For instance, the canard repeated by Pearce that "9,000 Americans each year [are] killed at the hands of illegal aliens" has no basis in fact, as I've repeatedly demonstrated in numerous blog posts.

Ditto the falsehoods that "60 percent of the homicides in Phoenix involve illegal aliens" and that "67 percent" of cops killed "in the last few years" were slain by illegal aliens.

And yet listening to some of TV's talking heads in the wake of the release of the e-mails, you'd think they'd never heard Pearce spout bogus stats before.

The reality is that Pearce has not changed over the years; he lies as he breathes. And he's been amazingly consistent in his hatred of the undocumented and in his depiction of them as an invading force rampant with criminality.

During his stint in the state Legislature, Pearce backed quite a bit of Nuremberg-type legislation aimed at Latinos — everything from denying American-citizen children born to undocumented parents their birth certificates to forbidding marriages between American citizens and non-American citizens, legal or illegal. Mercifully, these two particular bills never became state law.

As I've repeated 'til I sound like I've smoked a carton of Camels, 1070's stated purpose of "attrition through enforcement" is de facto ethnic cleansing. Pearce wanted to reduce the population of Arizona through fear, and everyone he wanted to vamoose was brown.

So I can understand Pearce's cluelessness when faced with the fake outrage of local journalists poring over his old e-mails. In one of the most egregious, he forwarded a column by notorious Colorado nativist Frosty Wooldridge, wherein Wooldridge compares illegal immigration to cancer and leprosy.

Wooldridge's work, a favorite of former Ku Klux Klan Grand Wizard David Duke's, regularly makes the rounds in nativist circles and often is posted on right-wing websites. Wooldridge's views parallel Pearce's. They always have, and they still do.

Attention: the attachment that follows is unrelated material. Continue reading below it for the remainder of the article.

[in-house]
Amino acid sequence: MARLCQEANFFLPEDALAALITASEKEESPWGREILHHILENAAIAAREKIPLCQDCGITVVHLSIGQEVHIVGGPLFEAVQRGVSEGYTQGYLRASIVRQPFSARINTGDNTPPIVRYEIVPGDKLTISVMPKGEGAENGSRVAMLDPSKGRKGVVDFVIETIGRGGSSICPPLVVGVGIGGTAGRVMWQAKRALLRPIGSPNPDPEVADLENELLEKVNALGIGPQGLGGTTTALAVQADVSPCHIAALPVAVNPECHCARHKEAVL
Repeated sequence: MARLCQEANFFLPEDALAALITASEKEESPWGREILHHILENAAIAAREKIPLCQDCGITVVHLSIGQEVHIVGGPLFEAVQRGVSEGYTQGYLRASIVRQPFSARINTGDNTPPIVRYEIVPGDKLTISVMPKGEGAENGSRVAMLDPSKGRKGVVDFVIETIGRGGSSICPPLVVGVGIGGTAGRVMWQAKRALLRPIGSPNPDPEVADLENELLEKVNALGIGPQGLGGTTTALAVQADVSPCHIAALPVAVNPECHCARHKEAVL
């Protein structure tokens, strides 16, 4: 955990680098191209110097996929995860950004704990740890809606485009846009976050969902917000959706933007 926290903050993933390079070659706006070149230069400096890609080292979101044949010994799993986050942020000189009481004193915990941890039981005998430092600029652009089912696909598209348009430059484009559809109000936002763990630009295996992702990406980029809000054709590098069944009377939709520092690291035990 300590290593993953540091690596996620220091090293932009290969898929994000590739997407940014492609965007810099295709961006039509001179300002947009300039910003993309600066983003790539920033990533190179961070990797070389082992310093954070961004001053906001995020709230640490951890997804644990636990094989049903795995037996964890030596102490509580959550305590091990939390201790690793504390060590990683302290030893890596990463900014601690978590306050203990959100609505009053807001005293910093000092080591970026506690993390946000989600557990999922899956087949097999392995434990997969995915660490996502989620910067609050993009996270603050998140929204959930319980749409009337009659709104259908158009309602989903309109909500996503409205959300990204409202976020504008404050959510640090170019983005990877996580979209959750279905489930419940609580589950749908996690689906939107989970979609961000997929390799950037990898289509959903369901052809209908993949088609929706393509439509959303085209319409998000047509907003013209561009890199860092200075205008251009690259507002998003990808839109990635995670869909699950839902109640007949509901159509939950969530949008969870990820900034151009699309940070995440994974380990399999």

Speaking to the faithful few during his Fountain Hills shindig, Pearce praised Wooldridge and scoffed at the criticism raining down on him for e-mailing Wooldridge's words.

"I just want to clear the air, folks," Pearce told his handful of followers. "First of all, these are great e-mails [written by] Frosty Wooldridge, who works with [former Colorado Congressman] Tom Tancredo.

"[Wooldridge is] a great American. And the things they're trying to make out as racist comments are metaphors he used about the impact of the illegal alien invasion on America."

There's an echo there of Pearce's past reference to neo-Nazi baby killer J.T. Ready as a "true patriot" and his applauding Ready's incendiary rhetoric at a 2007 nativist rally.

Not to mention Pearce's public use of the term "wetback" or his forwarding of an anti-Semitic screed from the neo-Nazi National Alliance's website.

I could continue listing his outrages. The point is that Pearce never has ceased telling the world exactly who he is: a liar, a bigot, a xenophobe, an extremist.

Online comments in which he blamed the victims of last week's theater massacre in Colorado (because they weren't carrying guns, ready to take out an armed-to-the-teeth psychotic) have earned him even more vitriol from the general public.

Such is the downward trajectory of Pearce's career, an arc of hate that has him facing defeat for the second time in a year. Like the nativist movement itself, Pearce is on the wane.

Now that he's stripped of power, no one is beholden to him. This goes a long way toward explaining why many in the local news media now see Pearce as a convenient target, one whose racism and insensitivity suddenly appalls them.

After August 28's primary election, all that Pearce will have left is his dwindling cult, three government pensions, and a lot of free time to contemplate his infamy.

This freakish nativist monster finally will be crushed. What will be left for us is to try to ensure that his kind never achieves such power again in Arizona.